Playoffs Rage, Bulldogs Stay Home

John Gilbert

College hockey used to be so easy to follow. Races roared to a conclusion in the WCHA, CCHA, Hockey East and ECAC, and then those four leagues went into their own specific tournaments. From those, the NCAA selection committee would pick the teams to participate in the NCAA tournament.

Now it;s a little crazier. The ECAC and Hockey East remain, but now there is College Hockey America on one end, while out west, the WCHA and CCHA merged into one WCHA, not counting those elitists who split off to form the NCHC (National Collegiate Hockey Conference) and Big Ten.

In some ways, that simplifies things for the NCAA selection committee, because there now are six conferences fighting their way through league playoffs that conclude this weekend, which means six conference tournament winners automatically advance to the 16-team NCAA field, with play starting in four regionals.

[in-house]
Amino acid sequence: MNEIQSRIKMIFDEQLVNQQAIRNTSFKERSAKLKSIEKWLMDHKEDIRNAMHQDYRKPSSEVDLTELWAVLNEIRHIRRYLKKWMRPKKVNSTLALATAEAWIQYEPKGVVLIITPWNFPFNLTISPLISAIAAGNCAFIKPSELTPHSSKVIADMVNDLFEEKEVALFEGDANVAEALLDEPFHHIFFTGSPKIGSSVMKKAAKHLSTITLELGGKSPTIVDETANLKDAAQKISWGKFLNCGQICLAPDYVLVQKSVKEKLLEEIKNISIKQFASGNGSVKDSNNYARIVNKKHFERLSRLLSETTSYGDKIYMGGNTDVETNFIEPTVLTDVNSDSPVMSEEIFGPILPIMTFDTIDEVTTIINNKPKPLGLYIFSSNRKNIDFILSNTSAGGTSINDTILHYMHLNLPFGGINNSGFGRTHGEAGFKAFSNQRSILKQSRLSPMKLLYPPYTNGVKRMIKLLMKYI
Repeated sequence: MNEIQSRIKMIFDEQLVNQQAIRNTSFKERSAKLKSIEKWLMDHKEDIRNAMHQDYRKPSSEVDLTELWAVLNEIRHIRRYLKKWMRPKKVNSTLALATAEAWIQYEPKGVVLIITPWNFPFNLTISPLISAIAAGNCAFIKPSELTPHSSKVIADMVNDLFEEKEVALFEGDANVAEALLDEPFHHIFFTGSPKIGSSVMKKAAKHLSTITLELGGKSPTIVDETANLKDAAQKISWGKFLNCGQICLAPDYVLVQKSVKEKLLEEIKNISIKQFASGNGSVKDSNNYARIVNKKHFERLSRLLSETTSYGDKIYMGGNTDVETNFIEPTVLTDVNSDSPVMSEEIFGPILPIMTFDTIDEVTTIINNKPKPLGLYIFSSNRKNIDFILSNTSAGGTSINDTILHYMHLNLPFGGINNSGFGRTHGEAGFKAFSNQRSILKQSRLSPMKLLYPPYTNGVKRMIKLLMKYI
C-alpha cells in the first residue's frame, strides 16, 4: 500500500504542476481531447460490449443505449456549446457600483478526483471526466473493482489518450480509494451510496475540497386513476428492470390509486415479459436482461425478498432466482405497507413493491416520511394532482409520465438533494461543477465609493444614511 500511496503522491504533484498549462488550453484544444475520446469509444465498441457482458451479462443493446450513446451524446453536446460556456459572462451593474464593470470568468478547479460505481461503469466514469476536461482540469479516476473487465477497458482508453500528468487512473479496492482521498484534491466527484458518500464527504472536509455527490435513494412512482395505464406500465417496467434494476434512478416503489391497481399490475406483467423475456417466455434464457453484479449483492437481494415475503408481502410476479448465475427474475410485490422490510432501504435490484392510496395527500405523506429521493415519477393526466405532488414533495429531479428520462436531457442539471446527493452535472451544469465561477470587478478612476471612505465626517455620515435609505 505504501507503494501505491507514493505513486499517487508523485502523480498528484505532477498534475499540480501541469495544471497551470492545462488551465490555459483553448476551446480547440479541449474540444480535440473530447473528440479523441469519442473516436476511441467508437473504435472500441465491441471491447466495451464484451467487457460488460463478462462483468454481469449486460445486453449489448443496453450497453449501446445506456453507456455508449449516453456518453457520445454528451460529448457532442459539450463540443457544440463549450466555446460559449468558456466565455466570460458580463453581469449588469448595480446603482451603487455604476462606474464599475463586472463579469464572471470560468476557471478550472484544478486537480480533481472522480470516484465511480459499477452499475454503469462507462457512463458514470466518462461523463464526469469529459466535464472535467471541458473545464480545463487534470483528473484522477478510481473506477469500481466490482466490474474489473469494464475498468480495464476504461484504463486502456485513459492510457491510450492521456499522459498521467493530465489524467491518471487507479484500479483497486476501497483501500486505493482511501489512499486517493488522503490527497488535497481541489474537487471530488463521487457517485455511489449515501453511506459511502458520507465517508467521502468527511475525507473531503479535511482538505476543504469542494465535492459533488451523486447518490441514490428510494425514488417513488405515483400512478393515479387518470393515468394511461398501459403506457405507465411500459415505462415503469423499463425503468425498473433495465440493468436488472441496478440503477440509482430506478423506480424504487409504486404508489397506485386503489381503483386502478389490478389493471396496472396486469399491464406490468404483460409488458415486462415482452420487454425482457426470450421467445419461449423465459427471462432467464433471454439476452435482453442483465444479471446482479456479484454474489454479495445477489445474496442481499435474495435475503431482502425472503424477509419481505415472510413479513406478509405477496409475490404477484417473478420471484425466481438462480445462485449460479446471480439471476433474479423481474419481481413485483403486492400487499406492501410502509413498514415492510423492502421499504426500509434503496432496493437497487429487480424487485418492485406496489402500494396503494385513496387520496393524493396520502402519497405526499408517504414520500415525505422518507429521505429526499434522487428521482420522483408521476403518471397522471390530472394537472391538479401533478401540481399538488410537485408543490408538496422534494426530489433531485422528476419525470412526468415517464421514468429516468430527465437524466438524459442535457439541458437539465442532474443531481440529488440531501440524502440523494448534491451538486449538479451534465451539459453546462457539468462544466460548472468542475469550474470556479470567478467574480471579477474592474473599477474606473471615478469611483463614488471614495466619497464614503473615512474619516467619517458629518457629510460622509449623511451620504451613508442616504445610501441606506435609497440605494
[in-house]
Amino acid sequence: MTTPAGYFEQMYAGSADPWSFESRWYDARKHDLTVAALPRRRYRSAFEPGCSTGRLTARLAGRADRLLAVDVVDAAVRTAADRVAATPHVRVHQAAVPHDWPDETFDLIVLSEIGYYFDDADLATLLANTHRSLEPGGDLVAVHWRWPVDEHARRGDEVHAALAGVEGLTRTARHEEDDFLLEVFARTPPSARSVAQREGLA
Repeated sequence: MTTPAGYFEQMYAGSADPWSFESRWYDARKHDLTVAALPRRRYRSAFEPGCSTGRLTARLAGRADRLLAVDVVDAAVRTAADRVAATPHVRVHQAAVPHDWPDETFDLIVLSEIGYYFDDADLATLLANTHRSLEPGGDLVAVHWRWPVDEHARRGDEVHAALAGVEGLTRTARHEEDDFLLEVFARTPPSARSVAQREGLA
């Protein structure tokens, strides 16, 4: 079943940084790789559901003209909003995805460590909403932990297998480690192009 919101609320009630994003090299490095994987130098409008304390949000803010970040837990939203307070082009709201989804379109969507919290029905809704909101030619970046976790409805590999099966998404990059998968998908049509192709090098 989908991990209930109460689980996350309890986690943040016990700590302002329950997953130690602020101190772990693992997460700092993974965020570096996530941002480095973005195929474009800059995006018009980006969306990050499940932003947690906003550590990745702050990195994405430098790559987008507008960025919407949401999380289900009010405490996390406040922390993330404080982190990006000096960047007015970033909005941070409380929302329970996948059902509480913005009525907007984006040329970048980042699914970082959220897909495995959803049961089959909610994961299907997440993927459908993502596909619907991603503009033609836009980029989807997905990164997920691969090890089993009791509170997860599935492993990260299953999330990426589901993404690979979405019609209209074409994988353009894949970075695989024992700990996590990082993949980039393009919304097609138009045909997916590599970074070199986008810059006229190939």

Those automatic qualifiers challenge the 16 teams ranked highest in the Pairwise national ratings. If favored teams won all six conference tournaments, then the top 16 would all make the NCAA. Except for exceptions. The College Hockey America winner isn’t ranked among the top 16, so when it goes in, No. 16 seed is bumped out.

If that seems mildly confusing, consider that UMD has struggled in recent weeks, finishing the home season with two hard-fought 1-1 ties against Nebraska Omaha, both of which ended with UNO winning shootouts. The Bulldogs then went on the road to finish the regular season, but split at Western Michigan.

Despite all that, UMD remained ranked third in the Pairwise, a spot that would have placed them as one of four No. 1 seeds at one of the four NCAA regionals. That loss also doomed the Dogs to fifth place, with Denver fourth, so UMD had to go to Denver for a best-of-three NCHC playoff. But after losing a tough 4-3 game,  UMD was zapped 4-0 in the second game. Strange, but while the Bulldogs stayed in the No. 3 Pairwise slot after Friday’s game, the bubble burst with the second game loss, and UMD dropped to sixth.